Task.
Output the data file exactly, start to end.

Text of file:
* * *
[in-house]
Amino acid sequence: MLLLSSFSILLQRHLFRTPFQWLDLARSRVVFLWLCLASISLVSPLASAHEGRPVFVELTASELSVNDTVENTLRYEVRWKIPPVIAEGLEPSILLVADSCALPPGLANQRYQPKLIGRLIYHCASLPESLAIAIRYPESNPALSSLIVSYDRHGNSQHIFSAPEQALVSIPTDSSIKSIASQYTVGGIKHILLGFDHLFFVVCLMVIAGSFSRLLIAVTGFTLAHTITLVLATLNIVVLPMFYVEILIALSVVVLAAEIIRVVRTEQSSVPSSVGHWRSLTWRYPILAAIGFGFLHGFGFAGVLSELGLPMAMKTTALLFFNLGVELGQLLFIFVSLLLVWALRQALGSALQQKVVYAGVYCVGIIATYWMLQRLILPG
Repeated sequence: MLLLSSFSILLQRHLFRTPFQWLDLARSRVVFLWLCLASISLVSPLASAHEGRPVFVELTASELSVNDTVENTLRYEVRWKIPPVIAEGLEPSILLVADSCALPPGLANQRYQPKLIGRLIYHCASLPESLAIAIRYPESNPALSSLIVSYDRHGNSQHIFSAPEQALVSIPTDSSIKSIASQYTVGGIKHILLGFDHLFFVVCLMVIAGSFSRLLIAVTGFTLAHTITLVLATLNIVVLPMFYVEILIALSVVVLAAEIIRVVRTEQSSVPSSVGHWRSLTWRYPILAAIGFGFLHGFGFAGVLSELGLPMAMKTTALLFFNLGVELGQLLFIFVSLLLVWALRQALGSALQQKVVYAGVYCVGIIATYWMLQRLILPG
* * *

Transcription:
[in-house]
Amino acid sequence: MLLLSSFSILLQRHLFRTPFQWLDLARSRVVFLWLCLASISLVSPLASAHEGRPVFVELTASELSVNDTVENTLRYEVRWKIPPVIAEGLEPSILLVADSCALPPGLANQRYQPKLIGRLIYHCASLPESLAIAIRYPESNPALSSLIVSYDRHGNSQHIFSAPEQALVSIPTDSSIKSIASQYTVGGIKHILLGFDHLFFVVCLMVIAGSFSRLLIAVTGFTLAHTITLVLATLNIVVLPMFYVEILIALSVVVLAAEIIRVVRTEQSSVPSSVGHWRSLTWRYPILAAIGFGFLHGFGFAGVLSELGLPMAMKTTALLFFNLGVELGQLLFIFVSLLLVWALRQALGSALQQKVVYAGVYCVGIIATYWMLQRLILPG
Repeated sequence: MLLLSSFSILLQRHLFRTPFQWLDLARSRVVFLWLCLASISLVSPLASAHEGRPVFVELTASELSVNDTVENTLRYEVRWKIPPVIAEGLEPSILLVADSCALPPGLANQRYQPKLIGRLIYHCASLPESLAIAIRYPESNPALSSLIVSYDRHGNSQHIFSAPEQALVSIPTDSSIKSIASQYTVGGIKHILLGFDHLFFVVCLMVIAGSFSRLLIAVTGFTLAHTITLVLATLNIVVLPMFYVEILIALSVVVLAAEIIRVVRTEQSSVPSSVGHWRSLTWRYPILAAIGFGFLHGFGFAGVLSELGLPMAMKTTALLFFNLGVELGQLLFIFVSLLLVWALRQALGSALQQKVVYAGVYCVGIIATYWMLQRLILPG